THE DYNAMICS OF RESEARCH SCHOOLS AND THE DEMAND FOR TEACHING
University of Vienna (AUSTRIA)
About this paper:
Appears in: INTED2009 Proceedings
Publication year: 2009
Conference name: 3rd International Technology, Education and Development Conference
Dates: 9-11 March, 2009
Location: Valencia, Spain
Abstract:The innovations related to new directions of scientific research usually include relatively low return for labor investment in the beginning, when a new branch starts its activity. Thus even superior branches (which would generate higher returns to labor input when enough investment is done) may have a difficulty in their initial development due to a conflict between individual and group interests. This paper studies the evolution of scientific schools in the general equilibrium framework, incorporating non-constant returns to scale (convex-concave), network externalities and continuum of overlapping generations. A neoclassical model of the microeconomics of growth of research sectors has been proposed. Among the crucial assumptions is convex-concave production function, which generates network externality for the employee of this sector, and the fixed cost of studying. Although a similar model can be written for finite number of overlapping generations, the continuum of them makes the model both more realistic and analytically simpler. The paper is focused on the transition dynamics across schools after emergence of a new school. It is endogenous and is generated by optimal choices of all agents, who take into account the rational behavior of the others. The equilibrium wage dynamics exhibits the property of wage inequality across sectors along the whole transition path. The phenomenon of a cascade, when a big group of scientists shifts in one moment across sectors, can also be observed in this model. When agents are heterogeneous also with respect to their learning skills of different subjects, then the choice of a school depends both on these skills and the future wage path in this sector. The dynamics of demand for teaching different subjects, emerging from this choice, is shown to be governed by an integral equation, which in some cases can be transformed into second order differential equation. Thus, not only the complexity of demand evolution is described analytically, but also some quantitative recommendations can be given to universities about the evolution of the relative weight of different subjects across time. The results may be applied for the forecasting and planning of the transition paths for research development and education, consistent with equilibrium or optimality. The problem of difficulty in the initial period of any new research school is also discussed. Sometimes the entry there can be blocked by old school. The centralized policy may be either superior or inferior in the comparison with free market outcome, depending on the objective function of planner. The slow-down of growth of new research sector can result in slow-down of the stream of innovations, and hence the whole growth path of the economy.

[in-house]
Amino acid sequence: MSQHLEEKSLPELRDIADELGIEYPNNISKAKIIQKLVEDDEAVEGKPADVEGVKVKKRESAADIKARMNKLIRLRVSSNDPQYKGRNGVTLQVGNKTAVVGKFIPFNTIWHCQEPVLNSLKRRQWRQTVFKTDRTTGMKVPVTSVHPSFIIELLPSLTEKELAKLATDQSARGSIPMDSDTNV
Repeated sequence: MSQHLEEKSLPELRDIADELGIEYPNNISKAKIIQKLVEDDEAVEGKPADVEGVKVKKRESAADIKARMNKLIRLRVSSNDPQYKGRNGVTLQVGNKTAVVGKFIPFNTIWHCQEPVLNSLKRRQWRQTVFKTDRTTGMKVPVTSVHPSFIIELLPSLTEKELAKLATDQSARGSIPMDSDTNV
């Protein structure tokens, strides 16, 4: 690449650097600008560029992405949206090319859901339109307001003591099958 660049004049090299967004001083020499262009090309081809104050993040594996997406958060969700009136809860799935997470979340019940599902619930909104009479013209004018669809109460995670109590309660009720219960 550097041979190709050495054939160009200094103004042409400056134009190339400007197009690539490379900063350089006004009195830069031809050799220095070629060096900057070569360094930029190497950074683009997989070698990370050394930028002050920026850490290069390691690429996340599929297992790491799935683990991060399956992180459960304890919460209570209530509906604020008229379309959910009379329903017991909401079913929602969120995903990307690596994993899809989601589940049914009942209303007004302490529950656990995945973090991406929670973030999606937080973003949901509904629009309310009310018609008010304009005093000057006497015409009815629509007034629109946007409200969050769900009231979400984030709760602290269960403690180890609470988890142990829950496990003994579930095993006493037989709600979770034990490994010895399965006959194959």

Keywords: innovation, scientific schools, transitions, cascade effect, modelling.